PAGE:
The Graphic Reader

Q: What are comics? Graphic Novels? Manga and Manhwa?


A: Comics are defined as “An artistic medium consisting of juxtaposed pictorial and other images in deliberate sequence, intended to convey information and/or to produce an aesthetic response in the viewer (also, comix)” (Definition courtesy Scott McCloud). There are entire books devoted to the definition and explanation of comics, so you can hunt those down If you want. (see the end of the FAQ for suggested titles)

 Graphic Novels are traditionally self-contained stories in an illustrated format following the conventions of comic illustration. Major monthly publishers often collect story arcs into books called Trade Paperbacks, but they're usually considered to be graphic novels as well. Allison Bechtel’s “Fun Home” is a graphic novel, whereas Marvel’s “X-Men: God Loves, Man Kills” is a trade paperback. Most folks consider both the be graphic novels.

Manga and Manhwa are two types of foreign comics, from Japan and Korea respectively. Manga is usually easy to distinguish from comics by not only the art style, but also the publishing format. Where western titles read left to right, Manga reads right to left.


Q: Aren’t comics and graphic novels just a waste of time? Y’know, vapid kid’s stuff that leads to societal collapse?

A: While I feel an urge to strike you around the head and chest with a copy of Action Comics #1, I will refrain from doing so to address this seriously.

  Comics have been around (arguably) since the invention of cave images. Well, let me rephrase that. Communication through images has been around since cave paintings. The modern understanding of comics didn’t really coalesce until 1895, with the creation of Richard F. Outcault’s The Yellow Kid. From there, comics went through a flurry of excitement, often with certain titles helping to sell newspapers. Before long, publishers started branching out into monthly titles. The first American title that most historians point to as the definitive “First comic book” was published by Dell Publishing in 1933, titled Famous Funnies: A Carnival of Comics. It wasn’t until 1938 however that comic books effectively became synonymous with super heroes, with the creation of Superman by Jerry Siegel and Joe Schuster. Skipping a fair amount of history, in 1954, Dr. Frederic Wertham, a noted psychiatrist published his infamous book, Seduction of the Innocent (which has subsequently been pilloried and debunked) which prompted parts of the US Government to examine the detrimental effects of comic books on America’s youth.  The Comics Code Authority was subsequently created, and almost destroyed the medium in the process. Their self-governing, self-censorship forced stories to become “family friendly” and “safe” for kids – basically, the CCA gutted comics to the point they became vapid, uninteresting, silly stories that few people would want to read. The CCA controlled publishing abilities for close to 60 years before its final collapse in 2011.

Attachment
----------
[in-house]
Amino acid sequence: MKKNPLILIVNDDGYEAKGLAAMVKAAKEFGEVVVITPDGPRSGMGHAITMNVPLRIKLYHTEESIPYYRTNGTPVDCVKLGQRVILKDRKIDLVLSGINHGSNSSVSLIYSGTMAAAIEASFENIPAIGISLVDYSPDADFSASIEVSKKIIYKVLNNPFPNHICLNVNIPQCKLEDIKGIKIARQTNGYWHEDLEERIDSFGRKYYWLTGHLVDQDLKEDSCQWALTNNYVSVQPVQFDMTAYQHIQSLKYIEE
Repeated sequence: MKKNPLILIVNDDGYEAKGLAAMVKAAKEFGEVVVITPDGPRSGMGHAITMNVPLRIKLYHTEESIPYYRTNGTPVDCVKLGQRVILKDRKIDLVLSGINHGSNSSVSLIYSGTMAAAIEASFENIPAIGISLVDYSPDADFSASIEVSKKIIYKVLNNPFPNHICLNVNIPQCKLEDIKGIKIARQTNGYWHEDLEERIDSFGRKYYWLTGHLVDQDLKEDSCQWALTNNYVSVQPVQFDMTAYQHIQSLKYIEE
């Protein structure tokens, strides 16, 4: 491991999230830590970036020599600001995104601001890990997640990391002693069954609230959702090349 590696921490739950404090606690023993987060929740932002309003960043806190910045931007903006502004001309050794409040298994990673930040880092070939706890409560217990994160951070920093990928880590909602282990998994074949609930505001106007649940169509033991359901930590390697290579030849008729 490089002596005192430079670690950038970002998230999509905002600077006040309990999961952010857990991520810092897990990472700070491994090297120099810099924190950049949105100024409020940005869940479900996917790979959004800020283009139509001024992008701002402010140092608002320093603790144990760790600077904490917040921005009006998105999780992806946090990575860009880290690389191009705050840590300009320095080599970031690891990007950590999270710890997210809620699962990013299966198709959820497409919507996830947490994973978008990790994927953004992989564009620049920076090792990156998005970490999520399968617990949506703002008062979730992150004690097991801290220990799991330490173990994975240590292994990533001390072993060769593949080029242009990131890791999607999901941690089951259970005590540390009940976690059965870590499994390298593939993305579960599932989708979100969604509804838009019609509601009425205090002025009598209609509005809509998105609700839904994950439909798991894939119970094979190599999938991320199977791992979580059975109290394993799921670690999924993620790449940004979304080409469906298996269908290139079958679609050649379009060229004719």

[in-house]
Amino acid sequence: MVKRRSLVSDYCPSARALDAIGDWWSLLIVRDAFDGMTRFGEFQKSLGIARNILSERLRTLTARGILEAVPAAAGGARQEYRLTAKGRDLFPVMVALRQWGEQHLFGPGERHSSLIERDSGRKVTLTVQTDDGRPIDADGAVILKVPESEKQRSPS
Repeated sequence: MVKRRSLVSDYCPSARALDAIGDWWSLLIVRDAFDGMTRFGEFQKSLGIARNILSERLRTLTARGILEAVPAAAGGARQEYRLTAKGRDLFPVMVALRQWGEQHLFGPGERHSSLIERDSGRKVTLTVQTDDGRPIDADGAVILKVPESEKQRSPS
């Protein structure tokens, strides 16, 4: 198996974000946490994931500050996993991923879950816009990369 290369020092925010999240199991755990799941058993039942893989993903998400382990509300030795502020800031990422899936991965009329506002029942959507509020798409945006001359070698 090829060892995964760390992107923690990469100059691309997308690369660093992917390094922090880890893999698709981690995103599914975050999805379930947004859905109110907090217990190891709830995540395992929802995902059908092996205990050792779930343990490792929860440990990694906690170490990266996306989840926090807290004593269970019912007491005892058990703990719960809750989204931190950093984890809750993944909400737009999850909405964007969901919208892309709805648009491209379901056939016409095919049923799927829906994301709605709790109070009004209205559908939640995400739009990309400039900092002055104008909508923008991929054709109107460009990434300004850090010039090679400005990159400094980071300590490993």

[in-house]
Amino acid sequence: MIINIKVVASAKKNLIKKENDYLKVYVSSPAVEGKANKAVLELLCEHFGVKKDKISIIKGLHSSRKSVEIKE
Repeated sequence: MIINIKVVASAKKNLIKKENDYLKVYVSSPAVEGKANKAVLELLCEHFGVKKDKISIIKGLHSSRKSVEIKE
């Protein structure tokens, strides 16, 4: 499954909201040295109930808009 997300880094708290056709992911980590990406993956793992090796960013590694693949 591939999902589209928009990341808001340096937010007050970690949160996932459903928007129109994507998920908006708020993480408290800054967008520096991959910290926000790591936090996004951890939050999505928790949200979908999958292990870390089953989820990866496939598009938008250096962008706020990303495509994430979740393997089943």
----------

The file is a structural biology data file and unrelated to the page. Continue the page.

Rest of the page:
Now, think about a governing body that controls what you can and can’t read for 60 years. Operating under the guise of keeping people safe, they controlled the themes of comics for so long that people began to believe that there was something to be protected from in comics. That then fueled the concepts that comics were bad, or they were subversive, or they were contributing to the downfall of civilization. Fortunately, the CCA has been dismantled, and comics have begun to reclaim their rightful place in American Literature.


Q: But don’t they?

A: But don't who do what? Oh! Do comics contribute to civil disobedience! No. Not any more so than watching a medical drama will make you a doctor, a gun will make you a terrorist, or eating fish on Friday will doom you to hell. On a side note, you should really clarify your questions.

Q: So, what do you hope to accomplish here?

A: I want to help folks find titles they will enjoy reading. Go to your local library sometime. Find a section of the library you’re not familiar with. Take in the size of this section. What do you suppose is the likelihood of finding a book at random that is going to really grab you, and make you want to come back for more? That’s what librarians help with. Now, that’s just a broad generalization of both comics and librarians, but that’s what I see myself as. A steward of reading interests when it comes to comics. I do the majority of heavy lifting (I read a lot of comics) and then write about them to help folks find titles they will enjoy.

Q: What makes you think you're qualified to do this?